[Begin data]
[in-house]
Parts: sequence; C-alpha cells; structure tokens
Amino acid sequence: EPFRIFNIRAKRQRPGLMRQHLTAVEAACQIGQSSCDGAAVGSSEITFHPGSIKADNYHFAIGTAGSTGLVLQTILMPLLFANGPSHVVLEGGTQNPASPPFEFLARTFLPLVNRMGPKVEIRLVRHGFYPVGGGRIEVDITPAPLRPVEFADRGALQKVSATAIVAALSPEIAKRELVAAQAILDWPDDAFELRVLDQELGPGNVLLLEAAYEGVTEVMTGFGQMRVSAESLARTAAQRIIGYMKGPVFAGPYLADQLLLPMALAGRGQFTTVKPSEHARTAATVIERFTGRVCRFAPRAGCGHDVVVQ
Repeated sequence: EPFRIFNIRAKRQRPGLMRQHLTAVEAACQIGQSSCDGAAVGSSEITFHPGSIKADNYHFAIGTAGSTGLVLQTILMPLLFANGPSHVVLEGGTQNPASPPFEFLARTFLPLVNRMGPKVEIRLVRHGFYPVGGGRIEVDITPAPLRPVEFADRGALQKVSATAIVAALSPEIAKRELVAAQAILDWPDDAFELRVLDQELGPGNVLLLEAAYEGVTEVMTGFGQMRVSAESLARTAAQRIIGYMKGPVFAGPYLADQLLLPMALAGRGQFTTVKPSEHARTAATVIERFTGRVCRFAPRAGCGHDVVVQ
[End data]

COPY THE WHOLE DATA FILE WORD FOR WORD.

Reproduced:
[in-house]
Parts: sequence; C-alpha cells; structure tokens
Amino acid sequence: EPFRIFNIRAKRQRPGLMRQHLTAVEAACQIGQSSCDGAAVGSSEITFHPGSIKADNYHFAIGTAGSTGLVLQTILMPLLFANGPSHVVLEGGTQNPASPPFEFLARTFLPLVNRMGPKVEIRLVRHGFYPVGGGRIEVDITPAPLRPVEFADRGALQKVSATAIVAALSPEIAKRELVAAQAILDWPDDAFELRVLDQELGPGNVLLLEAAYEGVTEVMTGFGQMRVSAESLARTAAQRIIGYMKGPVFAGPYLADQLLLPMALAGRGQFTTVKPSEHARTAATVIERFTGRVCRFAPRAGCGHDVVVQ
Repeated sequence: EPFRIFNIRAKRQRPGLMRQHLTAVEAACQIGQSSCDGAAVGSSEITFHPGSIKADNYHFAIGTAGSTGLVLQTILMPLLFANGPSHVVLEGGTQNPASPPFEFLARTFLPLVNRMGPKVEIRLVRHGFYPVGGGRIEVDITPAPLRPVEFADRGALQKVSATAIVAALSPEIAKRELVAAQAILDWPDDAFELRVLDQELGPGNVLLLEAAYEGVTEVMTGFGQMRVSAESLARTAAQRIIGYMKGPVFAGPYLADQLLLPMALAGRGQFTTVKPSEHARTAATVIERFTGRVCRFAPRAGCGHDVVVQ